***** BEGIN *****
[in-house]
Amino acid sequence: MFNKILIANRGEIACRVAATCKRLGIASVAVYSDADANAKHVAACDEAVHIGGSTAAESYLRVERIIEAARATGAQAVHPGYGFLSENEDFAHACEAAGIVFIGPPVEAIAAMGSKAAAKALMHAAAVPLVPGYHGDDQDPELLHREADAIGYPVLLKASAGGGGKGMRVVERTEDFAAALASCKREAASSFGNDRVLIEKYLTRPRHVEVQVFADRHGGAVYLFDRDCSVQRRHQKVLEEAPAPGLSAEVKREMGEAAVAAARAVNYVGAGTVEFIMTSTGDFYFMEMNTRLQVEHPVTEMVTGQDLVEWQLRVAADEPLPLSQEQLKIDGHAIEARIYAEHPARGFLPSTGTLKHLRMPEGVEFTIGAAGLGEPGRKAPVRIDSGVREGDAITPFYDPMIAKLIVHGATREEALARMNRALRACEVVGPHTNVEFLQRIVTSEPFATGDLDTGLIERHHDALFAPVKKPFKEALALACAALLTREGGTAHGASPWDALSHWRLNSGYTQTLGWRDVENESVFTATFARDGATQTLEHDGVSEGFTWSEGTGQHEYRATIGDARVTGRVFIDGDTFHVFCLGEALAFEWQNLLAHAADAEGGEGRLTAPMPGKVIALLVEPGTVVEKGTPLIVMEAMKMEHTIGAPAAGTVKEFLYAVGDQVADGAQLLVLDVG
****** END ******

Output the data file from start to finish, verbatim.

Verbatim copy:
[in-house]
Amino acid sequence: MFNKILIANRGEIACRVAATCKRLGIASVAVYSDADANAKHVAACDEAVHIGGSTAAESYLRVERIIEAARATGAQAVHPGYGFLSENEDFAHACEAAGIVFIGPPVEAIAAMGSKAAAKALMHAAAVPLVPGYHGDDQDPELLHREADAIGYPVLLKASAGGGGKGMRVVERTEDFAAALASCKREAASSFGNDRVLIEKYLTRPRHVEVQVFADRHGGAVYLFDRDCSVQRRHQKVLEEAPAPGLSAEVKREMGEAAVAAARAVNYVGAGTVEFIMTSTGDFYFMEMNTRLQVEHPVTEMVTGQDLVEWQLRVAADEPLPLSQEQLKIDGHAIEARIYAEHPARGFLPSTGTLKHLRMPEGVEFTIGAAGLGEPGRKAPVRIDSGVREGDAITPFYDPMIAKLIVHGATREEALARMNRALRACEVVGPHTNVEFLQRIVTSEPFATGDLDTGLIERHHDALFAPVKKPFKEALALACAALLTREGGTAHGASPWDALSHWRLNSGYTQTLGWRDVENESVFTATFARDGATQTLEHDGVSEGFTWSEGTGQHEYRATIGDARVTGRVFIDGDTFHVFCLGEALAFEWQNLLAHAADAEGGEGRLTAPMPGKVIALLVEPGTVVEKGTPLIVMEAMKMEHTIGAPAAGTVKEFLYAVGDQVADGAQLLVLDVG